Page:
Integrative medicine is a growing trend, and Heyman says she is seeing growing interest among hospitals in developing integrative medicine services. She says she expects that trend to increase as more research is unveiled that demonstrates the positive benefits of integrative medicine in relieving pain and enhancing healing.
Susan Meyer is a freelance writer.
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Whole Cantaloupes Recalled Because Of Possible Health Risk
FOR IMMEDIATE RELEASE — Raleigh, NC — May 18, 2009 – L&M Companies, Inc. of Raleigh, NC is recalling one lot of whole cantaloupes because it has the potential to be contaminated with Salmonella. No illnesses have been reported to date, and we are working with the FDA to inform consumers of this recall.
The whole cantaloupes were sold between May 10-15, 2009 in Walmart Supercenter Stores in North Carolina and South Carolina, and in the Walmart Supercenter Store located at 315 Furr Street in South Hill, Virginia. Consumers who have purchased whole cantaloupes from these Walmart stores during this time period should not consume them, and should destroy the product.
The recall comes after a cantaloupe at a small farm from which L&M Companies sources product tested positive for Salmonella. L&M Companies has ceased shipments from this farm, and the grower continues to investigate the cause of the problem.
Salmonella is an organism which can cause serious and sometimes fatal infections in young children, frail or elderly people, and others with weakened immune systems. Healthy persons infected with Salmonella often experience fever, diarrhea (which may be bloody), nausea, vomiting, and abdominal pain. In rare circumstances, infection with Salmonella can result in the organism getting into the bloodstream and producing more severe illnesses such as arterial infections (i.e., infected aneurysms), endocarditis, and arthritis.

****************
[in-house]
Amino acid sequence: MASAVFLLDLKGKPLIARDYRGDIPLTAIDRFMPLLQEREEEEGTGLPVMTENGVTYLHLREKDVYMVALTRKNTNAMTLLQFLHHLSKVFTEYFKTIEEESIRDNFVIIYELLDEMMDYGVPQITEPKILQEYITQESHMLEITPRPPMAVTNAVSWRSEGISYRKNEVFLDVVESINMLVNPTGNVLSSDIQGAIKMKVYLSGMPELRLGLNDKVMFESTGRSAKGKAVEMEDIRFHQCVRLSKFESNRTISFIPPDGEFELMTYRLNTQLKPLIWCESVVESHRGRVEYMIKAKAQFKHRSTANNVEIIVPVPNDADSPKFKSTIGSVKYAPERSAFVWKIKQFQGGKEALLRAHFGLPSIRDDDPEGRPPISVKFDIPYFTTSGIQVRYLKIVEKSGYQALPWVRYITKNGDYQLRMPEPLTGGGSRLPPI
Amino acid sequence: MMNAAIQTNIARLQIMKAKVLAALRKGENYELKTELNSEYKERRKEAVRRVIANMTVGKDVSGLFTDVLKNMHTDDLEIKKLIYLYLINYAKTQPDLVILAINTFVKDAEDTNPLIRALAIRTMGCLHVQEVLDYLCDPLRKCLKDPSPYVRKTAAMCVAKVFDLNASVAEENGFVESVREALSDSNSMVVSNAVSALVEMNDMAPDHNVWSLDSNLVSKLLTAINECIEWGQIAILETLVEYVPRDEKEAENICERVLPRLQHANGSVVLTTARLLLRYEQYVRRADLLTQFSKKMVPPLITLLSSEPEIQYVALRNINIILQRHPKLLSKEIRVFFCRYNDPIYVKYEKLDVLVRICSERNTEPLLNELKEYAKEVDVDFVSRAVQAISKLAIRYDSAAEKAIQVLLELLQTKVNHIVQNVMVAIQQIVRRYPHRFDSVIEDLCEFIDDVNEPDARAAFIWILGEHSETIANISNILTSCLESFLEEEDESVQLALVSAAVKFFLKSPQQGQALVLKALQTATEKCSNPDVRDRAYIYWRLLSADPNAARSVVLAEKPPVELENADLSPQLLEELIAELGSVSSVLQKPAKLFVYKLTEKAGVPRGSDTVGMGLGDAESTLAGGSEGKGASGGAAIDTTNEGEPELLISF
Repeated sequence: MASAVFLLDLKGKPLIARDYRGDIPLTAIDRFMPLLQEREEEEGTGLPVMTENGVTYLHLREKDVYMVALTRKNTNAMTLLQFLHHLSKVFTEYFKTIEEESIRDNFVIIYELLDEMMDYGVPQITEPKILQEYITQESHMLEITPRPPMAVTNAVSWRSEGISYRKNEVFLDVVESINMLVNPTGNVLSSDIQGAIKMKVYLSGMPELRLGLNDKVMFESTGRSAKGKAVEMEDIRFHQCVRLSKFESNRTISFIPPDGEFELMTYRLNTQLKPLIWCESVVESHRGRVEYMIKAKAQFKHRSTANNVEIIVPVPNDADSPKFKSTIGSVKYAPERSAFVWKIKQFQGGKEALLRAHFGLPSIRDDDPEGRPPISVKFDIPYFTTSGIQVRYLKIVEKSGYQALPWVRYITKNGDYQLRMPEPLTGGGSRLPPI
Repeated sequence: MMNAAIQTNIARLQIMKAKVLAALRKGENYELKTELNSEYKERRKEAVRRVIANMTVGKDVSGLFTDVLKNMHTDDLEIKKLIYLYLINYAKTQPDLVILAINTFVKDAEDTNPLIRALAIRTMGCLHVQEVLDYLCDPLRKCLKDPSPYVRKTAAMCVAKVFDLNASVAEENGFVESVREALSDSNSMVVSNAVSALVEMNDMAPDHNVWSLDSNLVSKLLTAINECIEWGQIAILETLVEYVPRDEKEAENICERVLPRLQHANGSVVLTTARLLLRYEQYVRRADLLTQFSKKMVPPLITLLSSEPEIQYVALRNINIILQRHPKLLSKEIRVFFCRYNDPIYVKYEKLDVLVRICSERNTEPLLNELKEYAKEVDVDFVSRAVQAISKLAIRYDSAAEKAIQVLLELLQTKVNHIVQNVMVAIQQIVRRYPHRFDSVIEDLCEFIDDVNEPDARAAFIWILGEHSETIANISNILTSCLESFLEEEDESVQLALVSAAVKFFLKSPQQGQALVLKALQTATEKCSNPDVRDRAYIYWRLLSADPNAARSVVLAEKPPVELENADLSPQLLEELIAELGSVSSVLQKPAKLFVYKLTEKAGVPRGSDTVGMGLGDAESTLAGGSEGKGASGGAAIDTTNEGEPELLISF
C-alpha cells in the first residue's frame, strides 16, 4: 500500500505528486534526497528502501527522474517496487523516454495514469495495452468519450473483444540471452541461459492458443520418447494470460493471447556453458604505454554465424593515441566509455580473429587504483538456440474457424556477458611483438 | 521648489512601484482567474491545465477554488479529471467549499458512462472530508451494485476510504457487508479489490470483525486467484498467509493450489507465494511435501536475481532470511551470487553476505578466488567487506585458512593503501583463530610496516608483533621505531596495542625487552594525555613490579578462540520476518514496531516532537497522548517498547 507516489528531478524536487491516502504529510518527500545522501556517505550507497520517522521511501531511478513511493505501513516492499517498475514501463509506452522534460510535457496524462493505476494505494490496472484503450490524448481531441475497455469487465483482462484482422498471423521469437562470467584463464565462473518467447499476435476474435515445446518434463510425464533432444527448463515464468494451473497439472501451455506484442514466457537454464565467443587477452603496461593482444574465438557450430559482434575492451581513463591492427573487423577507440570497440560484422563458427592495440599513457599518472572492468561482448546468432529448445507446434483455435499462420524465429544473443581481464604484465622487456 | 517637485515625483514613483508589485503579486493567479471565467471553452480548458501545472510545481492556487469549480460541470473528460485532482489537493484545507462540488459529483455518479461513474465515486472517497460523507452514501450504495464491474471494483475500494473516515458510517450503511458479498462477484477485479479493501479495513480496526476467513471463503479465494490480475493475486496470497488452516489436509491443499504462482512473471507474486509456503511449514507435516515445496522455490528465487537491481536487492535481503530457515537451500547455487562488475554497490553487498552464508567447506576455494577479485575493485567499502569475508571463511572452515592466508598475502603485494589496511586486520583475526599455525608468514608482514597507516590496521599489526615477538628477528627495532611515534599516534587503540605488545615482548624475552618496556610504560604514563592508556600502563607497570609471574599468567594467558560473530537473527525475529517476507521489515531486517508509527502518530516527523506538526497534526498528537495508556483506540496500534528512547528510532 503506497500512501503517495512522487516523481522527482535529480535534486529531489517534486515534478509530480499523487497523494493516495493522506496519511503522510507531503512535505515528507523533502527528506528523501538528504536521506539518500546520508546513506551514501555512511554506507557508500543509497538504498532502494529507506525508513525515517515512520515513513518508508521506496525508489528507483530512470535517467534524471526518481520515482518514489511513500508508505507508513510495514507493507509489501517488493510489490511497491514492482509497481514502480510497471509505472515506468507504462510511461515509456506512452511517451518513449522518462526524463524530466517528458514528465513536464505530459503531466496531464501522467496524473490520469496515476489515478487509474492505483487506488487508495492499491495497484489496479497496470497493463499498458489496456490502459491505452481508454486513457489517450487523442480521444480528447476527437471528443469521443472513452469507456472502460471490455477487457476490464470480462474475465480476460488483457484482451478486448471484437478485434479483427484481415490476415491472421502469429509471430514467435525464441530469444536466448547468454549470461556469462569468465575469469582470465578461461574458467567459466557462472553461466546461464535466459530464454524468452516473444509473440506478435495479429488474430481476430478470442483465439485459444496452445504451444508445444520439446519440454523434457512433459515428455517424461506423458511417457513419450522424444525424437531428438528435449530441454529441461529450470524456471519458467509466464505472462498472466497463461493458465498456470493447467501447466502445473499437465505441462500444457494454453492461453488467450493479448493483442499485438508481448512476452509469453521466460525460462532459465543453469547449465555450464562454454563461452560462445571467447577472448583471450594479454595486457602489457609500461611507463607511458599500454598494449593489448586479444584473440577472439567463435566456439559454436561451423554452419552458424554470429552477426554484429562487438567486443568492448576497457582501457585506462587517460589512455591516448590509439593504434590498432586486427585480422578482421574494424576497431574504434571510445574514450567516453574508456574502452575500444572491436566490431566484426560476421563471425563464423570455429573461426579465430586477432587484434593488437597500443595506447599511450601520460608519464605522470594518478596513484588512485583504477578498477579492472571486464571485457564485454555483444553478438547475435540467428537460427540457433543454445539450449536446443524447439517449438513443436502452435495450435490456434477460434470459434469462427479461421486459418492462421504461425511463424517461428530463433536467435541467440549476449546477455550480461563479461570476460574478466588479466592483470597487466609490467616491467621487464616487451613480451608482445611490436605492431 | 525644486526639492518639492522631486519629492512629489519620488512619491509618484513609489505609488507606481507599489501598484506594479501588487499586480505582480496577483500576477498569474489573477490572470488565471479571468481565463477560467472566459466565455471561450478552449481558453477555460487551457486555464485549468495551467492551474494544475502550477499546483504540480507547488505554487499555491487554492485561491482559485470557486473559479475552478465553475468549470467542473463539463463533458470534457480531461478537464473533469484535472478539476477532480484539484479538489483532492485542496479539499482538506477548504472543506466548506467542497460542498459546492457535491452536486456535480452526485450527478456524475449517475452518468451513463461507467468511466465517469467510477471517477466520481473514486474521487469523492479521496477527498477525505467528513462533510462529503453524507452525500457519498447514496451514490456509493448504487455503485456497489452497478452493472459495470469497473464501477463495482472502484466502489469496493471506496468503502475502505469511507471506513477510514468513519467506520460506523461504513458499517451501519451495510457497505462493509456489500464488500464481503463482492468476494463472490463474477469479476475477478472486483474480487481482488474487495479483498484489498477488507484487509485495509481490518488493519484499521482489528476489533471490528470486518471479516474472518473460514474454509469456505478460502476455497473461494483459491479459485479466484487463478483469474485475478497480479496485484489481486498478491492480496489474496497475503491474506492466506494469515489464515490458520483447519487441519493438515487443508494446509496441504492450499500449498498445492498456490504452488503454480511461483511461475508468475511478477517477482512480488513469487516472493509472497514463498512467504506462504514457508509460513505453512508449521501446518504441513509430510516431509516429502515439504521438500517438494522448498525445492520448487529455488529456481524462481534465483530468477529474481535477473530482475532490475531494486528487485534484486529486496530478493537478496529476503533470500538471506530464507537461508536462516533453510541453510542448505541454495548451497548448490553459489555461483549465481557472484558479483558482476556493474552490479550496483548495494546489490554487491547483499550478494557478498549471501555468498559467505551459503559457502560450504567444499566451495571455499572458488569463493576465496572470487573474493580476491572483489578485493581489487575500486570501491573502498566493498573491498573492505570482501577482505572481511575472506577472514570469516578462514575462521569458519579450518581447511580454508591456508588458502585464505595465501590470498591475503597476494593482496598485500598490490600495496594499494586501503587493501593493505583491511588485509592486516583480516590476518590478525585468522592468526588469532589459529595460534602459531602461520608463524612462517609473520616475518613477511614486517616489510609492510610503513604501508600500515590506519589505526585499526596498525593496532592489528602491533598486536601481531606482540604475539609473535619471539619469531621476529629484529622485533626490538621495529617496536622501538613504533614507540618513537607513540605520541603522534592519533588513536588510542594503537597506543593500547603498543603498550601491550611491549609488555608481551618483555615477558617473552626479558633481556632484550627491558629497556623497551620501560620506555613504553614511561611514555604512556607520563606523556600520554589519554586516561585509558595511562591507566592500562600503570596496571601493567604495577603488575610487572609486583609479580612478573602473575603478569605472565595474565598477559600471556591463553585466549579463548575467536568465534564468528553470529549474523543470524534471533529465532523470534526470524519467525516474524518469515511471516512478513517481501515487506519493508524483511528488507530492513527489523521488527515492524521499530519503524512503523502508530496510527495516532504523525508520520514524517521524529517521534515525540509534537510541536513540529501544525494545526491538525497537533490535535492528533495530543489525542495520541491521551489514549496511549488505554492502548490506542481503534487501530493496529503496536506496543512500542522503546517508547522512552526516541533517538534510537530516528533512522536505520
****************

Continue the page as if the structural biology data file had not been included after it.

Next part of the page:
“L&M Companies takes food safety seriously and we are committed to the shoppers who buy our products everyday. We are issuing this recall because we want to ensure that even the slightest risk to public health is minimized,” said Mike McGee, Vice President of Production and Grower Development.
Medscape.com, May 18, 2009, by Roxanne Nelson – Virtual colonoscopy using computed tomography (CT) will not be covered by Medicare as an option for colorectal cancer screening in the United States, according to a final decision from the Centers for Medicare and Medicaid Services (CMS). The agency concluded that “the evidence is not sufficient to conclude that screening CT colonography [CTC] improves health benefits for asymptomatic average-risk Medicare beneficiaries.”